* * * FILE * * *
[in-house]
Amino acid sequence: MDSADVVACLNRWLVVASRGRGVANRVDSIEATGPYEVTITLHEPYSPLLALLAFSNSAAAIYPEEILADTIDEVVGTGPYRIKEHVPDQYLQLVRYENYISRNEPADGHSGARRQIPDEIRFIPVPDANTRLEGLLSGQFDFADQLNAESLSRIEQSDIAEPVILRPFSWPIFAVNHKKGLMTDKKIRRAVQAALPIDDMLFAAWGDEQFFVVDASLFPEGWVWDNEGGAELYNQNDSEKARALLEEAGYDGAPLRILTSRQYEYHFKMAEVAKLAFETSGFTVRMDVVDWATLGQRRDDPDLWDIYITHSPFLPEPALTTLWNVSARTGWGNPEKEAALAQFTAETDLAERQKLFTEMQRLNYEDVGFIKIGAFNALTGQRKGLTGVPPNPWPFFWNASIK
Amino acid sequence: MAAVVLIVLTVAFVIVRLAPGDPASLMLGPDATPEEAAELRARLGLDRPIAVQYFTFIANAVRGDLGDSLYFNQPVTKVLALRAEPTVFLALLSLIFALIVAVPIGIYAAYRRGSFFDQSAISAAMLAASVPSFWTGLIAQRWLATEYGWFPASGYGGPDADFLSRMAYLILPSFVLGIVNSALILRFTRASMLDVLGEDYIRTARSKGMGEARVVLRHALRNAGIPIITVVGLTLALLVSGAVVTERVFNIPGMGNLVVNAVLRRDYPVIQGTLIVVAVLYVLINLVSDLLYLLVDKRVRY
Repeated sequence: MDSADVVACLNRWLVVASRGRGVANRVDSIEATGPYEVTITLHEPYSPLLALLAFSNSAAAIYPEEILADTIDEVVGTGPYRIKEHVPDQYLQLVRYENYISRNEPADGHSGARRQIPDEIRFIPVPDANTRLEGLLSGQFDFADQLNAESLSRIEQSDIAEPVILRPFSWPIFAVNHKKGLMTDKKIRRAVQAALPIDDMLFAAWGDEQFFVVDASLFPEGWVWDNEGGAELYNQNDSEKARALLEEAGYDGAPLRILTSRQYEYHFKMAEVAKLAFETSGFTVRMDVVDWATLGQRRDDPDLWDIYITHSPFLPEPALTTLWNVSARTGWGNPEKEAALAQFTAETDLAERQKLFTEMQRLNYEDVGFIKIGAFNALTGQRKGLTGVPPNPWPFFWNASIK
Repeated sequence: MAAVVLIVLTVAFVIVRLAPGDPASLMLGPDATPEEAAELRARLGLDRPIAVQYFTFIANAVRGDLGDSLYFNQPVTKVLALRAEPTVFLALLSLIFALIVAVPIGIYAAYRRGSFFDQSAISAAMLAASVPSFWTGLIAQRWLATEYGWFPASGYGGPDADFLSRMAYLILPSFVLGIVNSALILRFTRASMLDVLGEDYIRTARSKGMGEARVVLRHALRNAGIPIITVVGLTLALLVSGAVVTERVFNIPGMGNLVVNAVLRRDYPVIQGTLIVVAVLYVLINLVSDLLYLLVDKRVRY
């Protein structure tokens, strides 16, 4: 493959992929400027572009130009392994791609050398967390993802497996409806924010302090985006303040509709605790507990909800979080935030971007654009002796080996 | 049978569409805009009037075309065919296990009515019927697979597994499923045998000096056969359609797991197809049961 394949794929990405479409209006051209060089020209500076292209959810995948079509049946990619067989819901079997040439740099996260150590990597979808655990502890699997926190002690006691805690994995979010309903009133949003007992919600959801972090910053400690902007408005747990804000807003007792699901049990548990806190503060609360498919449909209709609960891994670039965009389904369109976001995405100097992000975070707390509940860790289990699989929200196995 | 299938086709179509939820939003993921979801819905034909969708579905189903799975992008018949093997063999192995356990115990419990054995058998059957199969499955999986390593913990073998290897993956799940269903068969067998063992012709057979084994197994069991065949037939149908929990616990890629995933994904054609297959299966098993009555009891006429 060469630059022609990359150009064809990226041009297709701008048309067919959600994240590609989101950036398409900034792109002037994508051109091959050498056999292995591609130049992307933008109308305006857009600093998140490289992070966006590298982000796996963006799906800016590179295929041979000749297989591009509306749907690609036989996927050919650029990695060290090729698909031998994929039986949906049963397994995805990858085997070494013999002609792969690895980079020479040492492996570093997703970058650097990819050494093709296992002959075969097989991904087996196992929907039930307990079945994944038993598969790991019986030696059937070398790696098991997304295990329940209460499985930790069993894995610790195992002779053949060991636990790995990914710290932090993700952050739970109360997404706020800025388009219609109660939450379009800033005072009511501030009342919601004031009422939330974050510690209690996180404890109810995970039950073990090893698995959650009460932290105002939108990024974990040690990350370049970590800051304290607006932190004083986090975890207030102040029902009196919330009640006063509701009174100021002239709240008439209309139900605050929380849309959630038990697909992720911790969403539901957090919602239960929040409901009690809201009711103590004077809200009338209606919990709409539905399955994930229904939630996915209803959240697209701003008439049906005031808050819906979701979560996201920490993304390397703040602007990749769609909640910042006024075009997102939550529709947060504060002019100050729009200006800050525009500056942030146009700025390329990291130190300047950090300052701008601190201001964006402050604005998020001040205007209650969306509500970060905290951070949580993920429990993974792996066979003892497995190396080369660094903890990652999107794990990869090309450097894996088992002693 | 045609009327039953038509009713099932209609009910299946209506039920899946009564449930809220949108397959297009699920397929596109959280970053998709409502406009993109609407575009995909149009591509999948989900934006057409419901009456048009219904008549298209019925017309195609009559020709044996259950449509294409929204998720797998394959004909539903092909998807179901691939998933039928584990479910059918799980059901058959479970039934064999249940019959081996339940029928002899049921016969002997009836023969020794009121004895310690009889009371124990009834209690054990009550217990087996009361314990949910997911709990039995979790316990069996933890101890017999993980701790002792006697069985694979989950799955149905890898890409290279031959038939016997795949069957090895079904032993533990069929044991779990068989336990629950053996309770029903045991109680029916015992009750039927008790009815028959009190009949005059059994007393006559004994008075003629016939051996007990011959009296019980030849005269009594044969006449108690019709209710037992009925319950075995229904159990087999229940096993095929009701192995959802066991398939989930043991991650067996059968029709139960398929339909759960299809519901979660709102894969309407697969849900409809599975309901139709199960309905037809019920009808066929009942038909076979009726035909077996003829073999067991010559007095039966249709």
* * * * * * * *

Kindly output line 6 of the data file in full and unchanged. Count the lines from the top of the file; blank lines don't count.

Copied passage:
């Protein structure tokens, strides 16, 4: 493959992929400027572009130009392994791609050398967390993802497996409806924010302090985006303040509709605790507990909800979080935030971007654009002796080996 | 049978569409805009009037075309065919296990009515019927697979597994499923045998000096056969359609797991197809049961 394949794929990405479409209006051209060089020209500076292209959810995948079509049946990619067989819901079997040439740099996260150590990597979808655990502890699997926190002690006691805690994995979010309903009133949003007992919600959801972090910053400690902007408005747990804000807003007792699901049990548990806190503060609360498919449909209709609960891994670039965009389904369109976001995405100097992000975070707390509940860790289990699989929200196995 | 299938086709179509939820939003993921979801819905034909969708579905189903799975992008018949093997063999192995356990115990419990054995058998059957199969499955999986390593913990073998290897993956799940269903068969067998063992012709057979084994197994069991065949037939149908929990616990890629995933994904054609297959299966098993009555009891006429 060469630059022609990359150009064809990226041009297709701008048309067919959600994240590609989101950036398409900034792109002037994508051109091959050498056999292995591609130049992307933008109308305006857009600093998140490289992070966006590298982000796996963006799906800016590179295929041979000749297989591009509306749907690609036989996927050919650029990695060290090729698909031998994929039986949906049963397994995805990858085997070494013999002609792969690895980079020479040492492996570093997703970058650097990819050494093709296992002959075969097989991904087996196992929907039930307990079945994944038993598969790991019986030696059937070398790696098991997304295990329940209460499985930790069993894995610790195992002779053949060991636990790995990914710290932090993700952050739970109360997404706020800025388009219609109660939450379009800033005072009511501030009342919601004031009422939330974050510690209690996180404890109810995970039950073990090893698995959650009460932290105002939108990024974990040690990350370049970590800051304290607006932190004083986090975890207030102040029902009196919330009640006063509701009174100021002239709240008439209309139900605050929380849309959630038990697909992720911790969403539901957090919602239960929040409901009690809201009711103590004077809200009338209606919990709409539905399955994930229904939630996915209803959240697209701003008439049906005031808050819906979701979560996201920490993304390397703040602007990749769609909640910042006024075009997102939550529709947060504060002019100050729009200006800050525009500056942030146009700025390329990291130190300047950090300052701008601190201001964006402050604005998020001040205007209650969306509500970060905290951070949580993920429990993974792996066979003892497995190396080369660094903890990652999107794990990869090309450097894996088992002693 | 045609009327039953038509009713099932209609009910299946209506039920899946009564449930809220949108397959297009699920397929596109959280970053998709409502406009993109609407575009995909149009591509999948989900934006057409419901009456048009219904008549298209019925017309195609009559020709044996259950449509294409929204998720797998394959004909539903092909998807179901691939998933039928584990479910059918799980059901058959479970039934064999249940019959081996339940029928002899049921016969002997009836023969020794009121004895310690009889009371124990009834209690054990009550217990087996009361314990949910997911709990039995979790316990069996933890101890017999993980701790002792006697069985694979989950799955149905890898890409290279031959038939016997795949069957090895079904032993533990069929044991779990068989336990629950053996309770029903045991109680029916015992009750039927008790009815028959009190009949005059059994007393006559004994008075003629016939051996007990011959009296019980030849005269009594044969006449108690019709209710037992009925319950075995229904159990087999229940096993095929009701192995959802066991398939989930043991991650067996059968029709139960398929339909759960299809519901979660709102894969309407697969849900409809599975309901139709199960309905037809019920009808066929009942038909076979009726035909077996003829073999067991010559007095039966249709």